Being the Container in Dialogic OD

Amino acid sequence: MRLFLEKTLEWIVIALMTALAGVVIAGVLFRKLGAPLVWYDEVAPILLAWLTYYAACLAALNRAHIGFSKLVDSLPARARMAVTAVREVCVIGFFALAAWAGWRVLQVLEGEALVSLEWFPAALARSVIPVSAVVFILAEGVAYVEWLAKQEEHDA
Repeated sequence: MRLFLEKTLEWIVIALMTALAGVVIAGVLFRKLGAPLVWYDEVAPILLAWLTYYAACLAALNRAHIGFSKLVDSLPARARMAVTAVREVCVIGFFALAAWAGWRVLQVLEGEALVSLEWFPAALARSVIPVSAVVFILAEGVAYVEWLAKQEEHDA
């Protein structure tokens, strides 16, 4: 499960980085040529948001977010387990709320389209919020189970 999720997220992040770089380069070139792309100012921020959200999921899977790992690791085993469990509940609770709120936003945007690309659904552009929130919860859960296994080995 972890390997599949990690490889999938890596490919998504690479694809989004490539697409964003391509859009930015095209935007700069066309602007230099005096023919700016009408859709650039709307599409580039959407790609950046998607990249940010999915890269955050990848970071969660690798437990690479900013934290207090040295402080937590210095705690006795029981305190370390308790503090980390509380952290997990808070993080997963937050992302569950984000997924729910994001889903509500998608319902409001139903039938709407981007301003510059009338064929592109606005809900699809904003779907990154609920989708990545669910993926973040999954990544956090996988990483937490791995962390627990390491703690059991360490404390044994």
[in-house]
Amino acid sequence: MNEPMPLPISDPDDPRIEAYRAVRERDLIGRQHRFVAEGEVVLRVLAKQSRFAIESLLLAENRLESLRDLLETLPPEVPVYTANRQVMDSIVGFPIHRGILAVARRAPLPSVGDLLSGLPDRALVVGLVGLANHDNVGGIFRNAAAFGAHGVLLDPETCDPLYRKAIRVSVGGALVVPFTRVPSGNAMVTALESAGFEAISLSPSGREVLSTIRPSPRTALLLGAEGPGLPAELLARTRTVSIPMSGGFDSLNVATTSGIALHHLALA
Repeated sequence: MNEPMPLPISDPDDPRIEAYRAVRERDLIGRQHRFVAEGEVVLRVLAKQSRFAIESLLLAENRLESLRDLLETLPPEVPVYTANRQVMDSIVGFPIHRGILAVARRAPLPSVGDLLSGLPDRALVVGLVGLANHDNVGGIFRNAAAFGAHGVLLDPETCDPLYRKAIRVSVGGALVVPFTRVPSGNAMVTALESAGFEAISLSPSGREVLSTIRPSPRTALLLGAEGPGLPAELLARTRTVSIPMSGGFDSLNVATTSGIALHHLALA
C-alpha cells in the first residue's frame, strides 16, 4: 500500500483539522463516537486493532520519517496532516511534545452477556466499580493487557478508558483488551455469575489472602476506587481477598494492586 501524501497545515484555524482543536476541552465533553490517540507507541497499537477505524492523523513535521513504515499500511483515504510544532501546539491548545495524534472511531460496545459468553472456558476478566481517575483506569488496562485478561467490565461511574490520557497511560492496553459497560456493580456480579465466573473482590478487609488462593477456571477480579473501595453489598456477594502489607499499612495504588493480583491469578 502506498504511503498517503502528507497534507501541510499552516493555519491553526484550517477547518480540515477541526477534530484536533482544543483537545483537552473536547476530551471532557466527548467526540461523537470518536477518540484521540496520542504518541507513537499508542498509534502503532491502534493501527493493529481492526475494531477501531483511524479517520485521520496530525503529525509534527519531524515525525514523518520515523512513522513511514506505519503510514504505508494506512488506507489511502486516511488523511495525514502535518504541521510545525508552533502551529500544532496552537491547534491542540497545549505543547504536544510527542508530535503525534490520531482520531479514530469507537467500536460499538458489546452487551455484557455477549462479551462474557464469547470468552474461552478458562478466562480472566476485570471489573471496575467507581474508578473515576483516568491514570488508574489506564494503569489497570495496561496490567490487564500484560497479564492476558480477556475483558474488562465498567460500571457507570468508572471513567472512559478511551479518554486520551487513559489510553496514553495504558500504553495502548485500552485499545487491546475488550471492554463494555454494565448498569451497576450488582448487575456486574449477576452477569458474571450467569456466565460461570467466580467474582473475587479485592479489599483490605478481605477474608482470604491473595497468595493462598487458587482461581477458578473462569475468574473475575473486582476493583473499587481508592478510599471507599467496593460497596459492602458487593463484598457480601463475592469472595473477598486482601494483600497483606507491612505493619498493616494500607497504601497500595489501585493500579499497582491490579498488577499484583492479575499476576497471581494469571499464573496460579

One of the common images used by people who do “Dialogic OD” (Bushe & Marshak, 2010), as well as personal growth groups, is that of a “container” – the idea that as facilitators or OD Consultants we create the right set of conditions for effective processes to unfold.  I first came across the image of container in the “Men’s Conferences” run by Robert Bly, Michael Meade and James Hillman in the 1980’s.  A powerful five day residential psycho-spiritual growth experience, they seemed to break all the “rules” I was taught as an applied behavioral scientist and I didn’t begin to understand what they were doing until I learned their theory base was not social-psychology but “mytho-poetic” – a combination of anthropology, Jungian psychology and mythology  (Meade, 1993).  Over the four years that I annually attended these profound events I learned that we were creating a container to “cook our souls”.  The idea went straight back to alchemy and the metaphor of turning lead into gold.  We were there to experience initiation into the next stage in our soul’s journey and doing that required a “leak proof container”.  One of the processes for this was the creation of individual masks – a 2-3 day process of contemplation and creation using plaster bandages molded to ones face and then painted and adorned – culminating in a ritual where we wore our masks while engaged in other activities.  I still have those masks and the progression of my soul’s journey, over those four years, is clearly there for anyone to see.   Around that time one of my colleagues at the university was having our EMBA students make similar masks.  These occurred in a classroom, done by people in office attire who had come to the university straight from work for a 3 hour class.  I was aghast.  What was she doing??  Where was the containment??  How could this be anything other than a big joke?  To my surprise, when I talked to some of the students, some of them had found this a profound experience.  Not everyone, but enough that it dislodged my nice, neat ideas about what a container is and what is required for it to work.

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